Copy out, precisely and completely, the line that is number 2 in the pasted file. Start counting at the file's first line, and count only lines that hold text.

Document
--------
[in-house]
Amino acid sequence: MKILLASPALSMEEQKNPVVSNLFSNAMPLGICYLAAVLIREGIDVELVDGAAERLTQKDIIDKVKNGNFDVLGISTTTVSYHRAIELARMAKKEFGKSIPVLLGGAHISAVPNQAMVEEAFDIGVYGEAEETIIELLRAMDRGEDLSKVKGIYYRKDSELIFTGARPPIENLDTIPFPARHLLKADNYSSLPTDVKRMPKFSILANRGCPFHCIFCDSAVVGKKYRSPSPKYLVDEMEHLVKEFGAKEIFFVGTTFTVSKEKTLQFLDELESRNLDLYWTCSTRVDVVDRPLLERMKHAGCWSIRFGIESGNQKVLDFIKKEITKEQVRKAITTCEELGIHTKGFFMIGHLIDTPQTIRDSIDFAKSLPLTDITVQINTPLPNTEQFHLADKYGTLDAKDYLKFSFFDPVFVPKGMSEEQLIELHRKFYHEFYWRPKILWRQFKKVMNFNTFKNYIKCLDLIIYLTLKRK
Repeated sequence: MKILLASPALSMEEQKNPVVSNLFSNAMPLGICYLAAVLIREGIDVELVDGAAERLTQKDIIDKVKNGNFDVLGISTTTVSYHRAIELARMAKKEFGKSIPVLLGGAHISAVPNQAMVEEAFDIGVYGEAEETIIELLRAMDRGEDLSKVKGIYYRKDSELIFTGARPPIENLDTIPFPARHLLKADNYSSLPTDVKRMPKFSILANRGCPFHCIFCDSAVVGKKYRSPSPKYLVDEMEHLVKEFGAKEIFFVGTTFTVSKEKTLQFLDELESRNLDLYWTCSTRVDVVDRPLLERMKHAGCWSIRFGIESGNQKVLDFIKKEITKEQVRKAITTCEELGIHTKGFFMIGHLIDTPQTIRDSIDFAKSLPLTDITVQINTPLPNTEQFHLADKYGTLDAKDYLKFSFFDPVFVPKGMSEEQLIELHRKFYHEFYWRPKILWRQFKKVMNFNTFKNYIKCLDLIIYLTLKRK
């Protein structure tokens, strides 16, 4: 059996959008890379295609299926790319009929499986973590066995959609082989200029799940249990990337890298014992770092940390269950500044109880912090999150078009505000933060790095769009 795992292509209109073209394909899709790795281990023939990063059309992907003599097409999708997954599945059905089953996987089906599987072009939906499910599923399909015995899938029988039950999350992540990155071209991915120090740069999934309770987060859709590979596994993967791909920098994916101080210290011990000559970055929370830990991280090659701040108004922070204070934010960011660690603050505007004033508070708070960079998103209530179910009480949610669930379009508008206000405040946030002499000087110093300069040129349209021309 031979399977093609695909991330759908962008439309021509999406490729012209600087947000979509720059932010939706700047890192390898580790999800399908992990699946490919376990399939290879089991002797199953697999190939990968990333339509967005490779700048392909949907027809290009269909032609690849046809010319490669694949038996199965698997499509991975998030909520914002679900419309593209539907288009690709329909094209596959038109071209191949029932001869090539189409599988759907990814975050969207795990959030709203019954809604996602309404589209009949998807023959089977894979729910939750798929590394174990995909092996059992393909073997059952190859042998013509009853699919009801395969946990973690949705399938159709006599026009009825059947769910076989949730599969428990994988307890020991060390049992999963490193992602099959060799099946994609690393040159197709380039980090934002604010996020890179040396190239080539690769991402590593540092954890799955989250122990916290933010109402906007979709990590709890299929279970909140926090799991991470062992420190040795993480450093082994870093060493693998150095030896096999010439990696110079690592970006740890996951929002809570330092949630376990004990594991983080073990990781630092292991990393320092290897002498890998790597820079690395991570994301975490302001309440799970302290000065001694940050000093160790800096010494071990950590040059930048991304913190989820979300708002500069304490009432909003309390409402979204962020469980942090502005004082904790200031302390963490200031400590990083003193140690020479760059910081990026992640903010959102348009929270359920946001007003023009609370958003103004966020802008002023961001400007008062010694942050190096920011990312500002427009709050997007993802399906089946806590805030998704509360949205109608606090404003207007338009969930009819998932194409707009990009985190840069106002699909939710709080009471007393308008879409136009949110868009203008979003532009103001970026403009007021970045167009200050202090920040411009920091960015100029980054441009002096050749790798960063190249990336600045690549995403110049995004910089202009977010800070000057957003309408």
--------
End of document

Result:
Amino acid sequence: MKILLASPALSMEEQKNPVVSNLFSNAMPLGICYLAAVLIREGIDVELVDGAAERLTQKDIIDKVKNGNFDVLGISTTTVSYHRAIELARMAKKEFGKSIPVLLGGAHISAVPNQAMVEEAFDIGVYGEAEETIIELLRAMDRGEDLSKVKGIYYRKDSELIFTGARPPIENLDTIPFPARHLLKADNYSSLPTDVKRMPKFSILANRGCPFHCIFCDSAVVGKKYRSPSPKYLVDEMEHLVKEFGAKEIFFVGTTFTVSKEKTLQFLDELESRNLDLYWTCSTRVDVVDRPLLERMKHAGCWSIRFGIESGNQKVLDFIKKEITKEQVRKAITTCEELGIHTKGFFMIGHLIDTPQTIRDSIDFAKSLPLTDITVQINTPLPNTEQFHLADKYGTLDAKDYLKFSFFDPVFVPKGMSEEQLIELHRKFYHEFYWRPKILWRQFKKVMNFNTFKNYIKCLDLIIYLTLKRK